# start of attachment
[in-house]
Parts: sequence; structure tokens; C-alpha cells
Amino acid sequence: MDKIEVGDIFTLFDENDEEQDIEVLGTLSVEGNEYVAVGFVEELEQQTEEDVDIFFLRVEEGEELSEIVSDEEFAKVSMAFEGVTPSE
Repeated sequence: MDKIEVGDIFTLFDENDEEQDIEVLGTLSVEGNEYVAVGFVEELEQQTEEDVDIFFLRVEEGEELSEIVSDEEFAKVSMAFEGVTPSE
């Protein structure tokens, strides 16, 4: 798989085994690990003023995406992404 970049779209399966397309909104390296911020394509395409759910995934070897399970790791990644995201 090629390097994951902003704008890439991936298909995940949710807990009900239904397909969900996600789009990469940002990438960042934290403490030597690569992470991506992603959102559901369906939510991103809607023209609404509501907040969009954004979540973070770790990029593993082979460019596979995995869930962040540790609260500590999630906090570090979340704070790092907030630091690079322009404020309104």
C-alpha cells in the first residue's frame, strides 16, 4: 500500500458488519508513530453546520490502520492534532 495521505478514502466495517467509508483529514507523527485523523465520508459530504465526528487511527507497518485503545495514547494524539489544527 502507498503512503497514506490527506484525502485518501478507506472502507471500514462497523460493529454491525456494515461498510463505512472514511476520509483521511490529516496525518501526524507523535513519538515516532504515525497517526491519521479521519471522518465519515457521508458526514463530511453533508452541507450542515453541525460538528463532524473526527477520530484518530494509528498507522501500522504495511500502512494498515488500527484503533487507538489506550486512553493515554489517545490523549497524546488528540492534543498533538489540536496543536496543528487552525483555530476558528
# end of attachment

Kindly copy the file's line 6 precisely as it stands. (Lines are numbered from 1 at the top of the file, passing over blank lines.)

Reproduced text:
C-alpha cells in the first residue's frame, strides 16, 4: 500500500458488519508513530453546520490502520492534532 495521505478514502466495517467509508483529514507523527485523523465520508459530504465526528487511527507497518485503545495514547494524539489544527 502507498503512503497514506490527506484525502485518501478507506472502507471500514462497523460493529454491525456494515461498510463505512472514511476520509483521511490529516496525518501526524507523535513519538515516532504515525497517526491519521479521519471522518465519515457521508458526514463530511453533508452541507450542515453541525460538528463532524473526527477520530484518530494509528498507522501500522504495511500502512494498515488500527484503533487507538489506550486512553493515554489517545490523549497524546488528540492534543498533538489540536496543536496543528487552525483555530476558528